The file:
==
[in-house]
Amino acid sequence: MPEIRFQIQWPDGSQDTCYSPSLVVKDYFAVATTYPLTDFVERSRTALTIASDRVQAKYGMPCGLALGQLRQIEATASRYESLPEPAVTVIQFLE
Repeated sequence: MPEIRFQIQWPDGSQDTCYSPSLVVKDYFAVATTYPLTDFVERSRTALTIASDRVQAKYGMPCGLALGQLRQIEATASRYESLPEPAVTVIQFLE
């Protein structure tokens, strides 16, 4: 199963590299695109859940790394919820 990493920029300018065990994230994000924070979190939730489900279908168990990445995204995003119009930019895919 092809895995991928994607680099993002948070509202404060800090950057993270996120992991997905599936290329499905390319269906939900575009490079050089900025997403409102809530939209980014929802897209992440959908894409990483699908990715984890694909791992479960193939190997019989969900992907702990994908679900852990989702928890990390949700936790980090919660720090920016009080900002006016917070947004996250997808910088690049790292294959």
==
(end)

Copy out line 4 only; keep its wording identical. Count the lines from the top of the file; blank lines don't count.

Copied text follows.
């Protein structure tokens, strides 16, 4: 199963590299695109859940790394919820 990493920029300018065990994230994000924070979190939730489900279908168990990445995204995003119009930019895919 092809895995991928994607680099993002948070509202404060800090950057993270996120992991997905599936290329499905390319269906939900575009490079050089900025997403409102809530939209980014929802897209992440959908894409990483699908990715984890694909791992479960193939190997019989969900992907702990994908679900852990989702928890990390949700936790980090919660720090920016009080900002006016917070947004996250997808910088690049790292294959």